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|Works Informed by Artist's September 11th Experiences
on view at Kemper Museum of Contemporary Art
| The solo exhibition Acquisitions in Context: June Ahrens features the sculpture Still Standing (2010) and the installation Hiding in Plain Site (2008). The premiere of Still Standing, added to the Permanent Collection of the Kemper Museum of Contemporary Art in 2010, is timed to coincide with the 10th anniversary of 9-11. The experiences of that fateful day—June Ahrens was living in Lower Manhattan—have become a philosophical touchstone and conceptual framework for her artistic production. The exhibition is on view September 9–December 24, 2011, at the Kemper Museum. Admission is free.
|Ahrens has for many years transformed the everyday into the poetic; materials she uses have included fiberglass, felt, safety pins, wire mesh and hot glue. In the post-9-11 works on view, the primary materials used by Ahrens are broken and reconfigured glass jars (Still Standing) and broken and layered Plexiglas (Hiding in Plain Site) that creates a circular pool of refracted light. The experience of Hiding in Plain Site is immersive; a theatrical light mounted to the ceiling slowly spins throwing reflections first onto the walls of the gallery and then onto the viewer.|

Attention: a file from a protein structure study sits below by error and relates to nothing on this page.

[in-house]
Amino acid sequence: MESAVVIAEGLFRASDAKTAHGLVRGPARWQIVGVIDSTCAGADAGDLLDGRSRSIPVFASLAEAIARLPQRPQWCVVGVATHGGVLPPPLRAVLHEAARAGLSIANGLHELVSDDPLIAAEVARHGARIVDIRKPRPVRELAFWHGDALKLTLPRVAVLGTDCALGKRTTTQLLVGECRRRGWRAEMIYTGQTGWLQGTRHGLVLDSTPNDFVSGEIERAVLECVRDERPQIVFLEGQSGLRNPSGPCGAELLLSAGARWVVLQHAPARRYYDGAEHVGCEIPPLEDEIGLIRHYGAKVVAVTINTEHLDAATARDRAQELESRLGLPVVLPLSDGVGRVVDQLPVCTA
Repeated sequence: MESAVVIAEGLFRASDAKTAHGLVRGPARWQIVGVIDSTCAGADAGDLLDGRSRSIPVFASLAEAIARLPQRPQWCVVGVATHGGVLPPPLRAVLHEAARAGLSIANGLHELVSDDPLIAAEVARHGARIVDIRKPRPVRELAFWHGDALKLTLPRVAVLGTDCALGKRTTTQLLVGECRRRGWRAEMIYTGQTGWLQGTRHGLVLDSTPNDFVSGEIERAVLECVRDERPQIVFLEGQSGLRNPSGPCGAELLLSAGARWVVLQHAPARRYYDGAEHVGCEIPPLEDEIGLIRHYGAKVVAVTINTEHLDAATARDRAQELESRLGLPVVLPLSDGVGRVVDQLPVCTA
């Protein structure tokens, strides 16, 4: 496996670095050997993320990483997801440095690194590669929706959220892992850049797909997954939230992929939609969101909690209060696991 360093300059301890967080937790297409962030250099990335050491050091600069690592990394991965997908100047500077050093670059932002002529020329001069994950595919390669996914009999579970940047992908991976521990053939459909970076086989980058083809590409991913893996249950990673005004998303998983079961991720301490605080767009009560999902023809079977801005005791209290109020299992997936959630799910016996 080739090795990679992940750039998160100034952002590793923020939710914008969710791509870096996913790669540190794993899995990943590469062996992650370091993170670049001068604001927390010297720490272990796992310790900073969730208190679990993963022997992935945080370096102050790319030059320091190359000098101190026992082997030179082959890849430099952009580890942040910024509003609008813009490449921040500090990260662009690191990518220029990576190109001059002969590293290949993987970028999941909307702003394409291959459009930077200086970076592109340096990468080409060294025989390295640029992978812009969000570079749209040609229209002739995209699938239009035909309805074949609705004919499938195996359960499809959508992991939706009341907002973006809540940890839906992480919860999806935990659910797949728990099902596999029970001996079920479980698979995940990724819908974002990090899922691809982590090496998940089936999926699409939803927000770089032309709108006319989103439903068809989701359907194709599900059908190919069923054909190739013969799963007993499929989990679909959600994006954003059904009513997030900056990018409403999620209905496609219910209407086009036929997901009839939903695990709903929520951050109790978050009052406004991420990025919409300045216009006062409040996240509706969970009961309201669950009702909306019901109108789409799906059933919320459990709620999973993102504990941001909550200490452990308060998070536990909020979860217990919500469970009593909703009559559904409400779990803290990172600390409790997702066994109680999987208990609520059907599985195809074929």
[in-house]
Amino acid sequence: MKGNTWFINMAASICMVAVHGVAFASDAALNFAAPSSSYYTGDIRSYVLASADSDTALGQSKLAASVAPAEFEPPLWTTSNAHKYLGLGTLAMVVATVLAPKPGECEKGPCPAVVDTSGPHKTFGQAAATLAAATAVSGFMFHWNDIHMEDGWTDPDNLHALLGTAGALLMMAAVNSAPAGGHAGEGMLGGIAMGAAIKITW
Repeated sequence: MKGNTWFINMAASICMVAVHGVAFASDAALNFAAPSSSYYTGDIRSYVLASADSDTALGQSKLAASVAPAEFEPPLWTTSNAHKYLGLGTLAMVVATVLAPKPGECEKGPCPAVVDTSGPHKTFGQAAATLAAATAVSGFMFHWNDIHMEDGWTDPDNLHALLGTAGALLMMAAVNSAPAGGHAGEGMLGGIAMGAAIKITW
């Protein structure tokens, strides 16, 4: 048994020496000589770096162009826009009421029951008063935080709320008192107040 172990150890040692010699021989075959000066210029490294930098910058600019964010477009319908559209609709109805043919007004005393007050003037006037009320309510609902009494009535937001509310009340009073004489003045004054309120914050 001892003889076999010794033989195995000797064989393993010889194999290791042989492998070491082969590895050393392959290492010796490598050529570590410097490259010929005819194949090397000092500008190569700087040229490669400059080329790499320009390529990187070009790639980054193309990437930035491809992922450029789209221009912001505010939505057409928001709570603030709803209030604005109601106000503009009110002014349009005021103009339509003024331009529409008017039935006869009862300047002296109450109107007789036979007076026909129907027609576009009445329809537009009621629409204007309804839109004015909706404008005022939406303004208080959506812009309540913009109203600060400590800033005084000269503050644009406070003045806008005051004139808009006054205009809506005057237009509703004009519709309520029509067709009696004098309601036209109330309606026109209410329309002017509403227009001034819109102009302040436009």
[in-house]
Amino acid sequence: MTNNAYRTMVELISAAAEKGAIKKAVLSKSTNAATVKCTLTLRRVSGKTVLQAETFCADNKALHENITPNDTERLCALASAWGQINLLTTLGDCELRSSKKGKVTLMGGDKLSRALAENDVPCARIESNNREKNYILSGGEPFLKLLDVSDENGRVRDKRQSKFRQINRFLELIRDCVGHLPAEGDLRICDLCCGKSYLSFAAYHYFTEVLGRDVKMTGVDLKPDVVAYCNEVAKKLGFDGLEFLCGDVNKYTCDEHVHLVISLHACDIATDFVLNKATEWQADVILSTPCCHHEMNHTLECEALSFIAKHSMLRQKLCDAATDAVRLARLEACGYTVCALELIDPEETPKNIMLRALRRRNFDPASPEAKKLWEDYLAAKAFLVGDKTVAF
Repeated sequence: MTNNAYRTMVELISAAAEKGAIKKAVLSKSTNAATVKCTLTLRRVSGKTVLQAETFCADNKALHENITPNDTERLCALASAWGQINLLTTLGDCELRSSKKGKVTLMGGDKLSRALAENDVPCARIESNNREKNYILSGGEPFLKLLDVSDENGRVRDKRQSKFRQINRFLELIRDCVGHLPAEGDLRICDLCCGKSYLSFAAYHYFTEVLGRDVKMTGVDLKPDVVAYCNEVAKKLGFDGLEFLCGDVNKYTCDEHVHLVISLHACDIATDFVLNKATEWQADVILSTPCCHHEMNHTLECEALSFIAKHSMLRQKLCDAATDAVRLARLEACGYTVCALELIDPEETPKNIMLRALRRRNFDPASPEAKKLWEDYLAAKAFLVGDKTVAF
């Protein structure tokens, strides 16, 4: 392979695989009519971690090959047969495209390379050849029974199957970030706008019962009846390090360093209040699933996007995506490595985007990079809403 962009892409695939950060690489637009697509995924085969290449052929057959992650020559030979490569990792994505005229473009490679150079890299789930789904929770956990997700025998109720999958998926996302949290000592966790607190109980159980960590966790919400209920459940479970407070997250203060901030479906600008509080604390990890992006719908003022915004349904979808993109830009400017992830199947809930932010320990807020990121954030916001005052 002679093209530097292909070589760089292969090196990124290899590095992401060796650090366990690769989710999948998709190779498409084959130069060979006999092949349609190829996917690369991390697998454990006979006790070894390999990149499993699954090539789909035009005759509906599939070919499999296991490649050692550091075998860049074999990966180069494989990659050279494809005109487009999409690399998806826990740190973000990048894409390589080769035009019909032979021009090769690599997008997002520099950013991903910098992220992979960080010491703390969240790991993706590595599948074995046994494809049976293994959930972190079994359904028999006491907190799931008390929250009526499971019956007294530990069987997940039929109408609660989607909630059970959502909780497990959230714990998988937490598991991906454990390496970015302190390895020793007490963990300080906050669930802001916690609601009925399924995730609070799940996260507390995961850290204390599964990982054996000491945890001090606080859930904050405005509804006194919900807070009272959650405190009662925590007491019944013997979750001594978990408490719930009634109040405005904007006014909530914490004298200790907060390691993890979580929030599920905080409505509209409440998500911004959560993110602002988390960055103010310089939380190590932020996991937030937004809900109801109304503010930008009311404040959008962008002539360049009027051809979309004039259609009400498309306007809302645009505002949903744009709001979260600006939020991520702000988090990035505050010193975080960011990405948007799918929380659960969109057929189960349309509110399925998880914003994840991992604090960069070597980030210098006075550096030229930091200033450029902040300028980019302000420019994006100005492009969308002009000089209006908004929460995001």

|A belief in the power of art to offer a place of meditation and healing is powerfully present in these works of art. Loss, pain, fragility and danger play roles in Ahrens’ sculpture and installation-based works. The dynamic interplay of both the industrial and the everyday evokes memories of use and new beginnings.||Above:June Ahrens, Still Standing, 2010; reclaimed jars, glass, aluminum, 24 x 72 x 30 in.; Collection of the Kemper Museum of Contemporary Art|
|Ahrens attained a B.F.A. from the State University of New York in 1988. She has received grants from the Connecticut Commission on the Arts, Polaroid Foundation Grant, and National Endowment for the Arts, among others. Her works have been included in numerous group and solo exhibitions around the United States as well as in Scotland and Sweden. The exhibition at the Kemper Museum is the artist’s first in the Midwest. Ahrens lives in New Canaan, Connecticut.|
|This is the third in a series of exhibitions, called Acquisitions in Context, at the Kemper Museum. This focused exhibition pairs new works to the Kemper Museum’s Permanent Collection with others by the same artist. This allows visitors to see more works by the artist and makes more transparent the process by which works of art enter the Museum’s collection. Since the Museum’s opening in 1994, the Permanent Collection has more than tripled.|
Film Screening: Objects and Memory (2008)
Tour and Workshop: Memories in the Making
Lecture: Stages of Memory in Berlin and New York After 9/11
About the Kemper Museum of Contemporary Art
Kemper at the Crossroads (33 West 19th Street) is open noon–8:00 p.m., Friday and noon–6:00 p.m. Saturday. Admission is free.
The Museum (4420 Warwick Blvd.) is open 10:00 a.m.–4:00 p.m., Tuesday–Thursday; 10:00 a.m.–9:00 p.m., Friday–Saturday; and 11:00 a.m.–5:00 p.m., Sunday. Café Sebastienne serves lunch 11:00 a.m.–2:30 p.m., Tuesday–Sunday; and dinner 5:30–9:30 p.m., Friday–Saturday. The Museum and Café are closed on Mondays and major holidays. Admission is free.
The galleries of Kemper East (200 E. 44th Street) are open 10:00 a.m.–4 p.m., Tuesday–Friday. Admission is free.
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